"Thank You, Next" moved from No. 7 to No. 3 and spent 7 weeks as the No. 1 spot when it was first released in November. It's views on YouTube continue to climb while many praise her for her unique and creative approach.

In conclusion, all hail the Queen herself.

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I Deleted My Finsta And You Should Too

What manifestation has to do with Instagram and why should you work to incorporate it into your daily life.

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I'm sitting at home with my brother, and we're talking about life and manifestation. What is manifestation, you ask? Manifestation is using your imagination to project yourself into the future with your goals. Manifestation is connecting with your inner self, telling yourself what you want to achieve, and then seeking it out.

It's similar to the Law of Attraction; we (intentionally or unintentionally) put out our emotions and thoughts into the world, and what you put out is what you get. For example, when a woman is thinking about having a child, they will tend to see a lot of babies just while doing anything. If you're thinking or feeling something, you are MANIFESTING that karmic energy into the world; you are seeking it out or trying to achieve it.

When you think about it, setting goals is just manifestation. Do you want to get an A in a class? You tell yourself that. You work towards it every day. You think about it. And then it happens. If you put thought and effort into the Universe, the Universe will put thought and effort into you.

There is an interesting way you can test this theory out. For a week, when you wake up, tell yourself that you will have a good and productive day. You don't have to say it out loud, but just consciously think it to yourself, and throughout the day. I can tell you that the days I do this are always better than the days I don't.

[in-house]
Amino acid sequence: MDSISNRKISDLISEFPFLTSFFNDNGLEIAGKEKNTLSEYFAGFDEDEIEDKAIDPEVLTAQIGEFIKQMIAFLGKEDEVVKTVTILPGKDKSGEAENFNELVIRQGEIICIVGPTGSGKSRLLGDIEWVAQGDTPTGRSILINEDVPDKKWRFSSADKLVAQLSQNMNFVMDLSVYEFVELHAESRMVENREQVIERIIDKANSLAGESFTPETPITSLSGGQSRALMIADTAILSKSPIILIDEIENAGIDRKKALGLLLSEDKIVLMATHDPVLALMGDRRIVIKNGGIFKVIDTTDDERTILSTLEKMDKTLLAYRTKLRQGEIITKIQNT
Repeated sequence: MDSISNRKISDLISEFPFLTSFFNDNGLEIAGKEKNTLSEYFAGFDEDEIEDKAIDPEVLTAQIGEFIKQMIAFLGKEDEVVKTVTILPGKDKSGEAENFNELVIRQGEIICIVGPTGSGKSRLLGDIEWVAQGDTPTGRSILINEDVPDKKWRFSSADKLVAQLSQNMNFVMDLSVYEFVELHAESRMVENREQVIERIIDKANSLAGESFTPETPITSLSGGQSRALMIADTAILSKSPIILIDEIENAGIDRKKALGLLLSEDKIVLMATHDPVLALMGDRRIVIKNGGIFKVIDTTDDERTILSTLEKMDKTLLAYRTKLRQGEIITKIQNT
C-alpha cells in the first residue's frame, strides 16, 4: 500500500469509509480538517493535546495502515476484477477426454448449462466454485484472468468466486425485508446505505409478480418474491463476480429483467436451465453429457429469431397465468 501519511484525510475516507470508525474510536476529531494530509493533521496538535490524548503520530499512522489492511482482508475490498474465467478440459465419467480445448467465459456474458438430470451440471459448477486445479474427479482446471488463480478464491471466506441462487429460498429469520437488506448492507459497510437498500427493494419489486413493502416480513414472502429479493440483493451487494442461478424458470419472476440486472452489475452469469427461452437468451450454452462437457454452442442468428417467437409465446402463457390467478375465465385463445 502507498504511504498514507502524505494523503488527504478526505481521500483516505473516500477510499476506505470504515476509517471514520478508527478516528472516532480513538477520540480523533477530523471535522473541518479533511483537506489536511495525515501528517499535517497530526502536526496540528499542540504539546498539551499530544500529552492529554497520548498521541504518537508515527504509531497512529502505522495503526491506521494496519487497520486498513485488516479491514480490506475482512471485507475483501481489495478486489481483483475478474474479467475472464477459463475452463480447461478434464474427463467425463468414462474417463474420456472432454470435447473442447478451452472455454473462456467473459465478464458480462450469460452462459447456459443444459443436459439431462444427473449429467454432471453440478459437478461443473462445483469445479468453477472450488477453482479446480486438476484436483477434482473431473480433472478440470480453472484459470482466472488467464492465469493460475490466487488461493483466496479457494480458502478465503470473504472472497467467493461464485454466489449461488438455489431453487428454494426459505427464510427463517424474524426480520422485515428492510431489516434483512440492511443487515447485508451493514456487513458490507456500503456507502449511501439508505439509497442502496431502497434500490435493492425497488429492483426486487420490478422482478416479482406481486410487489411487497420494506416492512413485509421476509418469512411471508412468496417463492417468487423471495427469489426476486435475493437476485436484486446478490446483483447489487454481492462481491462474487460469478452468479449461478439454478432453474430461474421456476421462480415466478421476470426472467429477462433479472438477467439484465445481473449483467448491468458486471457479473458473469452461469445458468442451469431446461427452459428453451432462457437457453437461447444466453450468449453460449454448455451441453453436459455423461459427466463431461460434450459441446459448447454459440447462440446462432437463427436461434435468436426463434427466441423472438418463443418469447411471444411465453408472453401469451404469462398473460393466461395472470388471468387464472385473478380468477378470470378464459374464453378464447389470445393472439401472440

So what does all of this have to do with Instagram?

Well, I had a finsta. A finsta is a "fake Instagram" account, where people rant or post memes, or just post whatever they want. I deleted it, and have even recently been contemplating deleting my real Instagram account as well. I was sitting there and realizing that all of the drama and stupid things I posted on my finsta, it was all manifestation.

I was placing negative energy into my life, and not only that, but it was public for the world to see.

You don't have to delete your finsta account or go dark on social media just be in touch with yourself spiritually, but I think that it is a pretty good step in the right direction.

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To Percy Jackson, I Hope You're Well...

Percy Jackson and the Olympians and the Heroes of Olympus are both series which helped shape my life. I want to share my love for them here, with you.

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Two days before I moved from New Jersey to California, I had a late night at a friend's house. Just a few miles outside of my small town of Morris Plains, his house was out of the way and a safe haven for myself and my mother during a harrowing and strenuous move. My father had been across the country already for almost two months trying to hold down his new job and prove himself. His absence was trying on me (at the tender young age of nine years old) and my mother, and we often spent time at my friend's home, as our mothers got along well.